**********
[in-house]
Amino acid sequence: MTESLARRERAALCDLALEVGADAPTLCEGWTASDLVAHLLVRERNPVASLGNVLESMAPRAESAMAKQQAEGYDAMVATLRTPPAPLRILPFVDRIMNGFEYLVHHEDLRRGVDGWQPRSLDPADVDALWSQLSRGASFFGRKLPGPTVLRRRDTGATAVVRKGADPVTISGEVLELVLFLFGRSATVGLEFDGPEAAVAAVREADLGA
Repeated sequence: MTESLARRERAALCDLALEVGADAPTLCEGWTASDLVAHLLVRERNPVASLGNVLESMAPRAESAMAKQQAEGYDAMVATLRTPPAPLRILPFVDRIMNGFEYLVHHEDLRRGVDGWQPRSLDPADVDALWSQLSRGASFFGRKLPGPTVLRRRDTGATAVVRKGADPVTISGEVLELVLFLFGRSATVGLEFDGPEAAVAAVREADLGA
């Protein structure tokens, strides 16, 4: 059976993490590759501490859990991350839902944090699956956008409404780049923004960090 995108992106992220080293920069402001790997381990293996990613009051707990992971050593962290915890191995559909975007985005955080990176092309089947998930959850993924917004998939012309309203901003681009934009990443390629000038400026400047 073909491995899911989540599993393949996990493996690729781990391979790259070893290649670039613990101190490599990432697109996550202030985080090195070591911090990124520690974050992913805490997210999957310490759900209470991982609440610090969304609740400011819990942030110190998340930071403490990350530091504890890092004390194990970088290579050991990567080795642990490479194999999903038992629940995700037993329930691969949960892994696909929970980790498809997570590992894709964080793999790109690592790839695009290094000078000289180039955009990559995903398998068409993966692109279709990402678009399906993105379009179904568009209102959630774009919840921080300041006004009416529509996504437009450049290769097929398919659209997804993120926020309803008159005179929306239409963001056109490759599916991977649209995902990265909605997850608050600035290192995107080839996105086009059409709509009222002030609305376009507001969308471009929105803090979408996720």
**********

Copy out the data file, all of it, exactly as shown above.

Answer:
[in-house]
Amino acid sequence: MTESLARRERAALCDLALEVGADAPTLCEGWTASDLVAHLLVRERNPVASLGNVLESMAPRAESAMAKQQAEGYDAMVATLRTPPAPLRILPFVDRIMNGFEYLVHHEDLRRGVDGWQPRSLDPADVDALWSQLSRGASFFGRKLPGPTVLRRRDTGATAVVRKGADPVTISGEVLELVLFLFGRSATVGLEFDGPEAAVAAVREADLGA
Repeated sequence: MTESLARRERAALCDLALEVGADAPTLCEGWTASDLVAHLLVRERNPVASLGNVLESMAPRAESAMAKQQAEGYDAMVATLRTPPAPLRILPFVDRIMNGFEYLVHHEDLRRGVDGWQPRSLDPADVDALWSQLSRGASFFGRKLPGPTVLRRRDTGATAVVRKGADPVTISGEVLELVLFLFGRSATVGLEFDGPEAAVAAVREADLGA
């Protein structure tokens, strides 16, 4: 059976993490590759501490859990991350839902944090699956956008409404780049923004960090 995108992106992220080293920069402001790997381990293996990613009051707990992971050593962290915890191995559909975007985005955080990176092309089947998930959850993924917004998939012309309203901003681009934009990443390629000038400026400047 073909491995899911989540599993393949996990493996690729781990391979790259070893290649670039613990101190490599990432697109996550202030985080090195070591911090990124520690974050992913805490997210999957310490759900209470991982609440610090969304609740400011819990942030110190998340930071403490990350530091504890890092004390194990970088290579050991990567080795642990490479194999999903038992629940995700037993329930691969949960892994696909929970980790498809997570590992894709964080793999790109690592790839695009290094000078000289180039955009990559995903398998068409993966692109279709990402678009399906993105379009179904568009209102959630774009919840921080300041006004009416529509996504437009450049290769097929398919659209997804993120926020309803008159005179929306239409963001056109490759599916991977649209995902990265909605997850608050600035290192995107080839996105086009059409709509009222002030609305376009507001969308471009929105803090979408996720």